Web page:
Like the traveling carnivals and medicine shows of American lore, there's just something magical about the Old World European circus.
The Russian American Kids Circus, which is making a stop in Tucson this week, capitalizes on this magic, combining "the artistry and magic of the circus with the rich and time-treasured tradition of European theatre and circus," their Web site states. The choreography is about more than just acrobatics--the show incorporates elements of theater, dance, music and comedy as well as traditional circus acts.
Interestingly, the "hallowed circus tradition" that the Russian American Kids Circus troupe prides itself on is interpreted and performed by--as the name implies--children. All acrobats and performers are between the ages of 6 and 16, but don't expect an amateur show. The children receive training from Alex Berenchtein, a former star in the world-renowned Moscow Circus. Berenchtein and his wife, Regina, co-founded the New Way Circus Center in New York City to employ a circus curriculum as vehicle to nurture artistic, personal and professional skills in children.
For the past 12 years, the couple has taken the most accomplished students into the Kids Circus troupe as professional touring performers.
Though European and Russian tradition figures prominently in the show, Regina states in press materials that her husband is "always changing things ... so everything is always fresh." The show promises to be a unique merger of cutting-edge stage technology and Old-World atmosphere.
Tickets are $15 to $18, or $10 for students, seniors, groups and military members. --A.M.
Keeping a massive building at the NHL's required 60 degrees is a difficult task. In the desert, it becomes even more troublesome and expensive. So why not just ditch the ice and find something to replace the skates?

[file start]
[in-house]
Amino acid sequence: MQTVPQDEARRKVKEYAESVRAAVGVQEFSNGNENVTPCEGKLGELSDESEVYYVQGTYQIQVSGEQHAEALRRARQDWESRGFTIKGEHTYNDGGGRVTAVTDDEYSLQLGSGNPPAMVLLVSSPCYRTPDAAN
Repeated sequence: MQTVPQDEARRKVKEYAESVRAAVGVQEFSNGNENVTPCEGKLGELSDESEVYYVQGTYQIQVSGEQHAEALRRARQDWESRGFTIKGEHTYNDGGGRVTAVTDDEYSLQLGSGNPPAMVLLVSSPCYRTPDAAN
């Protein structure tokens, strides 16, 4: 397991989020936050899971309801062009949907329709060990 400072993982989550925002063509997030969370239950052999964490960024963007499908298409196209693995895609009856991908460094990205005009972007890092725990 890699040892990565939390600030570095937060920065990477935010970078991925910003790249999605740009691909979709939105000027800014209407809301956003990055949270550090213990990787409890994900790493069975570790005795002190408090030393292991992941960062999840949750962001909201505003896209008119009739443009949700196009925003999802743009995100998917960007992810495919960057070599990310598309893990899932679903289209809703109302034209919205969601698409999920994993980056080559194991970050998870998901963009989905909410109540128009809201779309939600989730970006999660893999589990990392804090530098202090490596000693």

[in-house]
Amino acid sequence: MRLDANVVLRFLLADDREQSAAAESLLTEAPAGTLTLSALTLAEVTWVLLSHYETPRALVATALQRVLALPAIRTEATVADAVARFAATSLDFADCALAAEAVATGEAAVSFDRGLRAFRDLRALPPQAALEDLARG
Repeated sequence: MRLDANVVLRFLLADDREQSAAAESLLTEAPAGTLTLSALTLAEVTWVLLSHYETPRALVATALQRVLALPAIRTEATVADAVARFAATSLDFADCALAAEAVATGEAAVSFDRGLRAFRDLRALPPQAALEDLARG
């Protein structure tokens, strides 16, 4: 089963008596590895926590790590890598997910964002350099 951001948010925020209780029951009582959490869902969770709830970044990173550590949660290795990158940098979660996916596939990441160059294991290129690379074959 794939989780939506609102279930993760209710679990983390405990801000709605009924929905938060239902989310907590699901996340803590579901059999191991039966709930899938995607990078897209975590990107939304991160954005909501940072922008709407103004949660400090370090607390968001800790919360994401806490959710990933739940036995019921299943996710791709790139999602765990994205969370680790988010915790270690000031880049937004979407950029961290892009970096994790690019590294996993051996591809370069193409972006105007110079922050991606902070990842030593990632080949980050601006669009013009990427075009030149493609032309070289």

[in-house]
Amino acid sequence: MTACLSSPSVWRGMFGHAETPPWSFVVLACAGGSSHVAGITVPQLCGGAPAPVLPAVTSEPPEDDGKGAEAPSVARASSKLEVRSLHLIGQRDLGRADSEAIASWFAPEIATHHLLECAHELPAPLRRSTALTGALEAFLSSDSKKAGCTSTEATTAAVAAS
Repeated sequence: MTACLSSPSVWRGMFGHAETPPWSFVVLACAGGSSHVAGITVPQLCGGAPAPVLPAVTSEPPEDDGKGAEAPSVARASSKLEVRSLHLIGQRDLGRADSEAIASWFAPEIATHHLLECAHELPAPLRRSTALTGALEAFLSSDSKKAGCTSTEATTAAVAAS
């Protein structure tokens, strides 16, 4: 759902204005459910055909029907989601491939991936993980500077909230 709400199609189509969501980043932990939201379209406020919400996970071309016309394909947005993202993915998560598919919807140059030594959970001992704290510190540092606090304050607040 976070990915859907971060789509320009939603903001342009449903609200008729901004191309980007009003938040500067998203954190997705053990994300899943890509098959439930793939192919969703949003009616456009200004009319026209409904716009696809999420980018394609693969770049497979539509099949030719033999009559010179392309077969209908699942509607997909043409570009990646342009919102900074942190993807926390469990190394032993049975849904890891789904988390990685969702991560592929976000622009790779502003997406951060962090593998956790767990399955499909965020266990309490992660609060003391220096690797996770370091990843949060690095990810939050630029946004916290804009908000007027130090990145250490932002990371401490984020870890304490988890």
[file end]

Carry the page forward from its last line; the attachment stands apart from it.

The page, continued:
In the last year, the Tucson Desperados, an inline-skating hockey team, came into existence as a part of the Professional Inline Hockey Association. The PIHA was founded eight years ago, but didn't reach the Southwest until recently. Arizona now has three teams in the newly created Southwest Division, with an El Paso, Texas, team rounding out the division.
Things move at a slower pace in inline hockey. It is a game that is more focused on the movement of the puck and player, instead of the quick slashing that blades and ice allow. The game is more open, too. Zones are done away with, and one player is dropped, making it four-on-four with a goalie standing at each end. With the openness comes more scoring, which is always fun. "That's at least the idea, but that doesn't always happen with us," quips Scott Patterson, owner of and player with the Desperados.
An $8 ticket ($6 for kids 12 and younger) allows for more than a high scoring game of inline hockey. The ticket covers four games, beginning with two minor league games and followed by the two professional teams duking it out. Intermissions are filled with different activities. Tucson ladies' roller derby teams also come out for a portion of the night to keep the crowd entertained. "We put on a good show," Patterson says.
People can expect a competitive match up against the El Paso Black Diamonds. The last time the two organizations met, nearly every game was decided by a goal. --M.K.